Henderson said: “It’s highly commendable that the card could be going to be re-run and we’re grateful the opportunity to run Champ and Altior is available.

“As far as Altior is concerned, I need to discuss further with (owners) Patricia and Christopher Pugh to sum up the pros and cons of a race at this stage, particularly with a view to the going we might encounter on Sunday week, which is all important. This is relevant to the reduced time gap between the two races.

Champ in winning action at Cheltenham
Champ in winning action at Cheltenham (Tim Goode/PA)

“As far as Champ is concerned, he is coming off a longer lay off and it is more important that he has a race prior to the Gold Cup, which, in fairness, is only two days short of a month between the two.

“Obviously we will keep all options open and everybody up to date with our plans.”

Henderson added: “I must say it will be a great effort on behalf of Newbury, the British Horseracing Authority, the sponsors and ITV should it all come off.

“It will be a big effort from everybody involved, and we’re very grateful.”

Henderson sticking to Newbury plan despite possible rescheduling

Nicky Henderson has confirmed Altior and Champ will take up their respective engagements at Newbury – even if Saturday’s high-profile card is rescheduled for the following weekend.

The Berkshire track’s Betfair Super Saturday fixture is already in serious doubt following several days of sub-zero temperatures, with an inspection called for 8.30am on Friday.

Discussions have been taking place about the possibility of the entire card being switched to a later date, and it is believed that a Sunday slot on February 21 is the favoured option.

Henderson said earlier this week he would “desperately request” that both the Betfair Denman Chase and the Cheltenham Free Bet Pot Builder Chase – better known as the Game Spirit – were saved, to give Champ and Altior the opportunity to run ahead of the Cheltenham Festival.

And speaking on Thursday morning, the Seven Barrows handler gave his backing to restaging the meeting, which also includes the lucrative Betfair Hurdle, should it be on Sunday week.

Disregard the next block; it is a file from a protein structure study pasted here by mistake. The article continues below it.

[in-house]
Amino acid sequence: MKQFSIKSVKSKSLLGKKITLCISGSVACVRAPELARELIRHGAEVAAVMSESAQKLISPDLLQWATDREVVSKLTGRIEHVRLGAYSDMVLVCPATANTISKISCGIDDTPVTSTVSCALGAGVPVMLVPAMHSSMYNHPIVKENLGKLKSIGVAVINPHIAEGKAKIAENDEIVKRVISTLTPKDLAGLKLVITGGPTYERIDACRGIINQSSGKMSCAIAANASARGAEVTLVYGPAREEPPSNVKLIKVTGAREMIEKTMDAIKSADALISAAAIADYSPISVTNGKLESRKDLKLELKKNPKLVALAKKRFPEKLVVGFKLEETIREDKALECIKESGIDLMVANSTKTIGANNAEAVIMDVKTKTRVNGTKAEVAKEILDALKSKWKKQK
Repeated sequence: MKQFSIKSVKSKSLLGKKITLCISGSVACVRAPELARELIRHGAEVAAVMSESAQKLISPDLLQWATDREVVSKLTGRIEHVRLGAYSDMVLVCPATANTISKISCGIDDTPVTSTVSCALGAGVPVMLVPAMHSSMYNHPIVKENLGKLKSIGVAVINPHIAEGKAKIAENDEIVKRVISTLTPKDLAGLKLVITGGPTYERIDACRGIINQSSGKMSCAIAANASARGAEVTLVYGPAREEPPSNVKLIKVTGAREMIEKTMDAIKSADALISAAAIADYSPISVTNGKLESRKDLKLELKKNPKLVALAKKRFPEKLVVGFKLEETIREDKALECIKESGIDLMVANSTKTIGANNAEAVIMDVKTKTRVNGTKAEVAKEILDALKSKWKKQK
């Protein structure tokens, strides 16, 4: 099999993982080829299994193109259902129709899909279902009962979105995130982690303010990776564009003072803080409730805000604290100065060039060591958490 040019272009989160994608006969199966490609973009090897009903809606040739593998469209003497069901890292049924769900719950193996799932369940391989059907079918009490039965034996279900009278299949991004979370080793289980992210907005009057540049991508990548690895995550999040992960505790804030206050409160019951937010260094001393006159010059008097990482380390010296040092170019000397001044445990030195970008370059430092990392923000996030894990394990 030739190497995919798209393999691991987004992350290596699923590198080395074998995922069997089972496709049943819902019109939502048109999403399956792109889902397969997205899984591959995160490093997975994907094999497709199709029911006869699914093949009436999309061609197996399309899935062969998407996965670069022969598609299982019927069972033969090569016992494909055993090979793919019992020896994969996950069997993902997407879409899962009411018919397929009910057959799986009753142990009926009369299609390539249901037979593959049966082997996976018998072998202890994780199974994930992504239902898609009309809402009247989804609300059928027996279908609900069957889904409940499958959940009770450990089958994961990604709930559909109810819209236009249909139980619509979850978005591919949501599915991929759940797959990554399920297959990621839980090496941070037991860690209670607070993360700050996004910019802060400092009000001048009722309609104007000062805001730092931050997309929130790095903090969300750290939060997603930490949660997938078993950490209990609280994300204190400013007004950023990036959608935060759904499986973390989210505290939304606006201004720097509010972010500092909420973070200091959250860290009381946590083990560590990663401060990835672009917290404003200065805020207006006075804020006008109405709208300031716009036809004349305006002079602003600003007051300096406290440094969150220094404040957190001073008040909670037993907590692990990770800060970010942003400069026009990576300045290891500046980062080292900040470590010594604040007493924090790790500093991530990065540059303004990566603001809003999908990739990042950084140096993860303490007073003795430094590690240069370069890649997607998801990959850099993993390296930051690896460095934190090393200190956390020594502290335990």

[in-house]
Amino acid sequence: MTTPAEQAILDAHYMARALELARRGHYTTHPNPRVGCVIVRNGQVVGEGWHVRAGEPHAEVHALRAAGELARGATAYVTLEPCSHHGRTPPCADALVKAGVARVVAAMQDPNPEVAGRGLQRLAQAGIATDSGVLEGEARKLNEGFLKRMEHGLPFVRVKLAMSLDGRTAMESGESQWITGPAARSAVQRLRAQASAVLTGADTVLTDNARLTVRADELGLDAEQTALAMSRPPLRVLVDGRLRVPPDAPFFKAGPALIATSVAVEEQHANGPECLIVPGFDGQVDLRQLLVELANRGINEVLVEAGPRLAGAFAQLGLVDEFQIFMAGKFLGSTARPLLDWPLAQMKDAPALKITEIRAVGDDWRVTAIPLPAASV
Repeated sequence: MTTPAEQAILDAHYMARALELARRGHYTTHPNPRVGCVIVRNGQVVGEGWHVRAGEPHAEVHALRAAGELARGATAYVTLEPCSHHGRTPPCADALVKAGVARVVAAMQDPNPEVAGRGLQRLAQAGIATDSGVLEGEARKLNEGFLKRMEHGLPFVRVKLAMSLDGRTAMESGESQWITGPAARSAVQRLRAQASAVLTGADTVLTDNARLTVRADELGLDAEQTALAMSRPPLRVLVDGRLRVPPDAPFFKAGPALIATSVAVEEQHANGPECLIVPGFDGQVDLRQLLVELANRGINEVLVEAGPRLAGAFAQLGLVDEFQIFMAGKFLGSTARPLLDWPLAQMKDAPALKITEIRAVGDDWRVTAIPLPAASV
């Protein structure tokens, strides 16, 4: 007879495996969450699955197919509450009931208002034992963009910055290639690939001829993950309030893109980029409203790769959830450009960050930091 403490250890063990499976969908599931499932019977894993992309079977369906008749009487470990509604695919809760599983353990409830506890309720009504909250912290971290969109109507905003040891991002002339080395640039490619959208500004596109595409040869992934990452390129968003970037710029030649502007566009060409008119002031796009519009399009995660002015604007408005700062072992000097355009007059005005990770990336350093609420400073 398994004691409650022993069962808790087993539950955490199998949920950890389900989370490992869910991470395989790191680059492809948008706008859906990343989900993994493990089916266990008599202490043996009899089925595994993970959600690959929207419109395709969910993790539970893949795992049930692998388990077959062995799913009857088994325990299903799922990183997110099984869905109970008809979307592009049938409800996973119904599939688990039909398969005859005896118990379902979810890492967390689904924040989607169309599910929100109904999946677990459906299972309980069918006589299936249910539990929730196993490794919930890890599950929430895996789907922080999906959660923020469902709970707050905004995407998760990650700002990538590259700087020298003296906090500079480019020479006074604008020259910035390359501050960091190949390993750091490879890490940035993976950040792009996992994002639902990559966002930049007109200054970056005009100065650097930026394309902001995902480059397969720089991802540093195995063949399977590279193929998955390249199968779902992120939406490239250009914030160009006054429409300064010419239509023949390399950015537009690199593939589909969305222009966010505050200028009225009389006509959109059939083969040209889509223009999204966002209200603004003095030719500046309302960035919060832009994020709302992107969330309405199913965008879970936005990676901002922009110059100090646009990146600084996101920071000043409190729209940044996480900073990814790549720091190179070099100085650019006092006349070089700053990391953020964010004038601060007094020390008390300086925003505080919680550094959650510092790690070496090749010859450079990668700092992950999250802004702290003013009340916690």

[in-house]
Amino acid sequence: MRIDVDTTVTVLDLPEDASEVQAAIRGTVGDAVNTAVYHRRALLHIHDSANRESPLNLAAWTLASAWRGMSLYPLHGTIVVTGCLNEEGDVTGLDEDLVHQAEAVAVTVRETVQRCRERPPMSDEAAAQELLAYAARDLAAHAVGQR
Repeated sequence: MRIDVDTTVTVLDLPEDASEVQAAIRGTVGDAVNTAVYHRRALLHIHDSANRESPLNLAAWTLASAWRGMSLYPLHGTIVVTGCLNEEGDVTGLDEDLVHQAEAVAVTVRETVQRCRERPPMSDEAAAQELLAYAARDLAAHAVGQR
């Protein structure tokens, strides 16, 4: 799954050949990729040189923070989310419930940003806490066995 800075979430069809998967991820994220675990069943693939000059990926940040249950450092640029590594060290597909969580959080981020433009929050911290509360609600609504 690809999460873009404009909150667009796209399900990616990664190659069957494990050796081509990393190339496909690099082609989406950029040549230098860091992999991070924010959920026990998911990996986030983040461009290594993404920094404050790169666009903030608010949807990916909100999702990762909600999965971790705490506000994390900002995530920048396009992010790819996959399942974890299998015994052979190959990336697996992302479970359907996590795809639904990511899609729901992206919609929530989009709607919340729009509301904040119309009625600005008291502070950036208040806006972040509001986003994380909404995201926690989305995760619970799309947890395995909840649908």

Henderson said: “It’s fine by me. It’s the plan to run both Altior and Champ – they’ve got to have runs.

“We’re discussing everything with owners and things and it’s frustrating, but really nothing changes.

“I need to talk to Patricia Pugh about Altior and JP (McManus) about Champ, obviously. (But) if they send the whole card there (February 21), then we’ll be there.

“It’s amazing really that he (Keith Ottesen, clerk of the course at Newbury) says he doesn’t expect the ground to be that bad, which would help, as we wouldn’t want it very soft with that timing.

“I must say it will be a great effort on behalf of Newbury, the British Horseracing Authority, the sponsors and ITV should it all come off.”

Champ after winning at Cheltenham last March
Champ after winning at Cheltenham last March (Andrew Matthews/PA)

He added: “The horses were all geared up for this weekend and we’re just going to have to explain to them that Henderson has got his dates wrong!

“It will be a big effort from everybody involved and we’re very grateful.”

Having suffered just his second defeat over obstacles when beaten by Nube Negra in the Desert Orchid Chase at Kempton on his latest appearance, Altior will head to Newbury aiming to prove he still has what it takes to land a third Queen Mother Champion Chase next month.